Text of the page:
When smartphones first started taking off, which, strange to recall given their current ubiquity, was only a decade and a half ago, the subsequent years were filled with a fair amount of concern and contemplation as to how these devices were affecting our minds, behaviors, relationships, and culture.
Many a thought piece, and a bestselling thought book, questioned the place of this new tech in our lives. Blogs turned out thousands of articles with recommendations for managing the increasingly distracting pull of digital devices.
But over the last couple years, this kind of talk has grown significantly quieter.
Optimistically, this is because we’ve gotten so well-practiced with our phones that we’ve mastered having a healthy relationship with them.
More pessimistically, and realistically, we’ve stopped worrying about our technology, because we have, at last, wholly surrendered to it.
Those born in the 1990s have never lived in a world without internet. Those born prior, who experienced the transition from a pre- to post-digitized world firsthand, have now been using tech so regularly, they’ve largely forgotten what the contours of the former landscape felt like.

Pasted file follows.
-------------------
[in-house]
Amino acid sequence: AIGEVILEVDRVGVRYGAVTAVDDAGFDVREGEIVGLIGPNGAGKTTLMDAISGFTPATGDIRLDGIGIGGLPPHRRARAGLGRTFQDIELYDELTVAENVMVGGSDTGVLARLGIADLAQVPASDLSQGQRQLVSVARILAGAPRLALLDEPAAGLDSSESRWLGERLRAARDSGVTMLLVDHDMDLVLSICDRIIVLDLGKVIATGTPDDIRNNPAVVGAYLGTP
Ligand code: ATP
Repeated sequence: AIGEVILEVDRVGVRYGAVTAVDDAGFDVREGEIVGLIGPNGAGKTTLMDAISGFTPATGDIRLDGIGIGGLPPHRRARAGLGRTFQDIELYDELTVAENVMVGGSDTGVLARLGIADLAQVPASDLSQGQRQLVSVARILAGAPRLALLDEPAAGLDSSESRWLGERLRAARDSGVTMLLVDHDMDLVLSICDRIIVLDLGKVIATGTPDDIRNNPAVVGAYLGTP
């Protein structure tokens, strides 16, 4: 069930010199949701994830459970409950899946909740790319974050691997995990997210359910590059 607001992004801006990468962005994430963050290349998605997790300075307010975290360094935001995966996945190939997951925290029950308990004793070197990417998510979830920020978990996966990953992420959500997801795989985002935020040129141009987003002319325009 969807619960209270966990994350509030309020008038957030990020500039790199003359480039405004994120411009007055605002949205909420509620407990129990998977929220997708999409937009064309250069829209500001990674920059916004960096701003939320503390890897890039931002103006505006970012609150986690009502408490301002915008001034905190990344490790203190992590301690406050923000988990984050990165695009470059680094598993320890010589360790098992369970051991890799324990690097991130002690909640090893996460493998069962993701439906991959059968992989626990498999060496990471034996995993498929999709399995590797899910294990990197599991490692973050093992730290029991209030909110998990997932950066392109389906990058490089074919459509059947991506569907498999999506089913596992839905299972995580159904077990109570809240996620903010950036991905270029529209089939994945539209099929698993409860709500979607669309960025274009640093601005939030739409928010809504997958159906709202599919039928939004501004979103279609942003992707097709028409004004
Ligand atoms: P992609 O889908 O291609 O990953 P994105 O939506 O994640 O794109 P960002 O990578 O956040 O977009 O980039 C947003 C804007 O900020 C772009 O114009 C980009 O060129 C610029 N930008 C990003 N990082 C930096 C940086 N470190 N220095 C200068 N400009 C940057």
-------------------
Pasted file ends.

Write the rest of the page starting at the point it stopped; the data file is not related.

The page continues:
With nearly 100% of Americans owning some kind of cellphone, there are no emissaries who might disturb our acceptance of their constant companionship with stories carried from an exotic, unconnected land.
What was once a splinter, a felt foreign object that yet caused a bit of irritation, has been covered over with tissue. Fused with us.
Recovering the echoes, if not from personal then primordial memory, of another kind of life, will require dusting off those quaint recommendations from the 2010s; doing those things — blocking apps; fasting from social media; taking a weekly “tech sabbath” — that create a little distance . . . that get our devices out from under our skin, and back to at least arm’s length.